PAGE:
For the project we mob grazed cow-calf pairs and fall calving cows at various times of the year across about 300 acres per each year of the grant. The first year we mob grazed cow-calf pairs in July, August and October. This had us grazing during the prime grass growing season as well as in the late growing season to early dormancy. The second year we mob-grazed fall calving cows in late May and early June, and cow-calf pairs during July. This allowed us to see the affect on early season growth and once again on prime growth. The weather differences from the first year to the second were very different. Year one had above average snowfall going into spring and above average moisture throughout the entire growing season. Year 2 gave us no winter snow and far below average rainfall and above average temperatures during the growing season. Year 1 we mob grazed on both lowlands and uplands but a majority of the focus was on the lowland areas. In Year 2 we focused more on the upland areas as to allow longer rest periods on the land we had mob grazed the previous year.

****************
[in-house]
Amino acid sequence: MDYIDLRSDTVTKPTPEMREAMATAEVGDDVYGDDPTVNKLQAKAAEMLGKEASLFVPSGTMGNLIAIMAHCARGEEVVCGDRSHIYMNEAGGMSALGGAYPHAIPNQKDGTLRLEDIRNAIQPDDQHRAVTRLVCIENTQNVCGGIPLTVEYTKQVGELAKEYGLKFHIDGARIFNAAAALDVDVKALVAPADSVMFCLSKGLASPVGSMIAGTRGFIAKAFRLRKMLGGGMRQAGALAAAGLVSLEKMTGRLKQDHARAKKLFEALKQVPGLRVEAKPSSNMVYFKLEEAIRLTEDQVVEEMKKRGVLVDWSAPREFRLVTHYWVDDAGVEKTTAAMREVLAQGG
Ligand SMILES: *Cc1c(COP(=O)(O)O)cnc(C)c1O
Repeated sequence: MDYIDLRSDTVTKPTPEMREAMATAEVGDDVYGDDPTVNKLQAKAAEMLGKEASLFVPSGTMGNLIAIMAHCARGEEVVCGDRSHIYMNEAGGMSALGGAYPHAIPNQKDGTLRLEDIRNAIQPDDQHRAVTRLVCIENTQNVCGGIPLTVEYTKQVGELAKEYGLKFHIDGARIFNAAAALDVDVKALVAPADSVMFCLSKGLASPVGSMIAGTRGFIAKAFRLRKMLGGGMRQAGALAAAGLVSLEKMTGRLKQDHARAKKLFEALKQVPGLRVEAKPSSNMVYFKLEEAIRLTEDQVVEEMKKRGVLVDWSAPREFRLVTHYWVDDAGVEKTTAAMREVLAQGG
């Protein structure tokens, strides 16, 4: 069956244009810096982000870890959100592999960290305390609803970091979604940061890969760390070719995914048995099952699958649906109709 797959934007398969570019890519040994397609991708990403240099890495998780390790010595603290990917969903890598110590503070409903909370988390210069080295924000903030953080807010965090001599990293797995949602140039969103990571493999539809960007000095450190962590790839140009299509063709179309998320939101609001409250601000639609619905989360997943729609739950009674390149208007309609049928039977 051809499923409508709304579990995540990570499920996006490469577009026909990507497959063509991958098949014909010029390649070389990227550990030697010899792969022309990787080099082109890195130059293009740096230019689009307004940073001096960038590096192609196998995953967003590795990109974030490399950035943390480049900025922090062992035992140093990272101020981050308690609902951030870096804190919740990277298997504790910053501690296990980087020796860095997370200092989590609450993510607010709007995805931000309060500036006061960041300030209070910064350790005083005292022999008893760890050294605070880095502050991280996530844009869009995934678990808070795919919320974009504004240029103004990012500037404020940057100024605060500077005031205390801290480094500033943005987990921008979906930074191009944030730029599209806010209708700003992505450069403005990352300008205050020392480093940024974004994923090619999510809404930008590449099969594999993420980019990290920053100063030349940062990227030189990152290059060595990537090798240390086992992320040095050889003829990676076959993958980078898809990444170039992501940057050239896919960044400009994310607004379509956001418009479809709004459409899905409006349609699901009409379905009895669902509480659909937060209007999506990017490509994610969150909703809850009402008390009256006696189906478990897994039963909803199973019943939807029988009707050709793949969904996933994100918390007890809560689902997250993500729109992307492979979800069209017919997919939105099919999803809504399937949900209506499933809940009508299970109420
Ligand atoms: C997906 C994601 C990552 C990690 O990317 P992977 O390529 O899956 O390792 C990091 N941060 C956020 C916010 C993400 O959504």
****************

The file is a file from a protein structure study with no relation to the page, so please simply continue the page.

We set up the grazing with the use of temporary electric fence in lanes that went away from water. We would set up our lanes to contain about 5-7 days worth of grass. We set up our lanes in this way because grass will usually start regrowth in about 5 days after being grazed in the high growth early season and about 7 days or longer in the slow growth droughty season. Once the lane was set up I would put the cows into the lane, then starting right next to the water I would allow them the amount of grass they needed for a specific amount of time. Most of the time I would move them about 3-4 times per day by giving them another small allotment of grass with each move. This would get to the desired stock density of between 50,000 and 250,000 pounds of live weight per acre. To decide on the amount of grass for each move I would look at the ground and the activity of the cattle. If the cattle were going back and grazing on a previously grazed area I knew that I needed to either give them more grass for the next move or move them sooner into a new cell. If a lot of grass was left ungrazed and untrampled I would make the size of the next move smaller or lengthen the time they were on an area. I would also look for how content the cattle were, if the cattle were content and looked full on their left side I knew that I gave them the amount that they needed. Cattle that are restless and vocal were a sign that I didn’t give them enough to satisfy their needs and I would have to make adjustments accordingly. I always tried to be on the side of too much grass.